I’ve been working on a project to make building forms really simple. My latest work is “jsonwidget-python” for terminal-based applications (like you would use via SSH or local terminal on Linux and Mac). It’s all very retro, but terminal windows are still very much in use for buzzword-compliant activities like configuring virtual machines for cloud computing, in addition to being the preferred user interface for a lot of people out there (*cough* nerds *cough*).
Here’s a simple screenshot to show what’s going on:
As you may have noticed if you visited blog.robla.net directly, the comment area is handled via Intense Debate. I did that to get myself out of the account management business while still maintaining a modicum of control over my site. Other than then weird blue flaming logo and the name “intense debate” on a blog that I don’t anticipate intense debate on, it’s rather nice.
One new feature that I just enabled is the ability to comment using Facebook or Twitter login. It appears as though if you use it via Facebook, you’ll get the “allow to automatically post to your wall”, which is something that I don’t intend to exploit. If anyone with Facebook Developer-fu knows how to tweak it so it doesn’t ask for that permission, I’d be grateful if you clued me in.
The downside, of course, is that now there is 15 different logos down in the comment area now, not counting the additional 9 or so that pop up when you hover over the little orange RSS icon. Who knows, given the lack of color in the plain-jane theme I’ve recently switched to, maybe that’s a feature.
I’m working on a project that required a bit more from the JSON parser than the stock JSON parser with Python allowed for. After doing some hunting around, I came to the unfortunate conclusion that I’d probably need to write my own.
The habit of insisting that only the right and the left have “ideologies” and that people in the center don’t is one of the absolute most frustrating elements of conventional political discussion in the United States. The fact of the matter is that “centrist” ideological taboos have been the big story of the Obama administration. That starts with the imposition of an arbitrary cap on the size of the stimulus bill, it continues to the utterly merciless and fanatical centrist opposition to the existence of any public option, to the Fed’s refusal to undertake further monetary easing, to the unwillingness to contemplate really stern measures against bailed-out banks and their executives, and on and on and on.
The idea of a “centrist” ideology is easiest to apply to the “left-right” political spectrum in the U.S., but it holds true in other areas as well (e.g. proprietary versus open). While the “correct” answer is often between two extremes, that’s not always the case. People who tend to favor shades of grey are not necessarily more reasonable, just more prone to picking shades of grey.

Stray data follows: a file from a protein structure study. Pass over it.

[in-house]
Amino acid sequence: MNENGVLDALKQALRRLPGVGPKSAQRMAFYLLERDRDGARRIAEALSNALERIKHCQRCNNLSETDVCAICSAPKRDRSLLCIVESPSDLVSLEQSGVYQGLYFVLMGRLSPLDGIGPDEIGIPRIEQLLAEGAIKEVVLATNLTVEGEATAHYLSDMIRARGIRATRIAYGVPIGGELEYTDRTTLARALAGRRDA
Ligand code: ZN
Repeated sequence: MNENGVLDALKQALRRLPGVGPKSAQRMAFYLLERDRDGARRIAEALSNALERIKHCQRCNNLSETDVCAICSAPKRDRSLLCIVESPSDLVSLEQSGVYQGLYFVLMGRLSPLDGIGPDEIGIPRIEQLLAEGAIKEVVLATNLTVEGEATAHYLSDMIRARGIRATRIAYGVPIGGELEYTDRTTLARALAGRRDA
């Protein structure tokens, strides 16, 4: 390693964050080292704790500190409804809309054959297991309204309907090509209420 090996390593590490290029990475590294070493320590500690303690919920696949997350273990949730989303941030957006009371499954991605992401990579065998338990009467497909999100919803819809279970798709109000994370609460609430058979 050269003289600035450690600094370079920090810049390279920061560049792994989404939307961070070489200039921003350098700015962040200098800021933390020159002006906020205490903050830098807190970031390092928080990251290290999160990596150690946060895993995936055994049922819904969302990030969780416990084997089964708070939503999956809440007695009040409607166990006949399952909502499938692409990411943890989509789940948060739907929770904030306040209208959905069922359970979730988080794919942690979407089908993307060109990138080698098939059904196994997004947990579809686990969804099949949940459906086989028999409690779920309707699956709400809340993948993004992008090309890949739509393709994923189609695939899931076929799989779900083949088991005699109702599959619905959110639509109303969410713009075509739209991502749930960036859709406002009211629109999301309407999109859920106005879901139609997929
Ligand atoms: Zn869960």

Without going into too much detail about what I’m working on, suffice it to say that it involves open source in a pretty big way. Even if this immediate opportunity doesn’t pan out, the scope of stuff I’ll be looking at is going to be pretty narrowly focused on facilitating the creation of open source software. I’ll write more here as things get clearer.
I just set up a mock election on Selectricity, just to see what it could do, and was pleasantly surprised that they created a very simple interface for creating Schulze/Condorcet elections that pretty much anyone can use. I tried getting to this point a few years ago with Electowidget, but sadly didn’t get to a usable enough place (nor a maintainable enough site).
There’s a bit of a flamewar going on right now between the main PulseAudio developer, and another Linux desktop developer who grew frustrated by some very real problems caused directly and indirectly by it. PulseAudio is the latest of many savior technologies that promise to make audio on Linux not suck. I’m actually pretty optimistic that the fifth(?) time’s a charm here; there’s a lot of very sensible things about the design.
Anyway, Jeffrey Stedfast wrote a series of blog posts culminating in “PulseAudio: I told you so“. In these, he documents his frustration with being given the runaround when trying to point out PA problems that he ends up debugging to the point of finding and/or filing several bugs/patches in various bug trackers. PulseAudio creator Lennart Poettering had enough, and posted to his blog with a long rebuttal, claiming that Stedfast’s blog post “flamed my software and hence me”. It’s a pretty run of the mill developer flamewar, which only caught my eye because I’ve had a few frustrating problems with PA myself and was hoping to learn more. Continue reading “Brutal honesty in open source development”→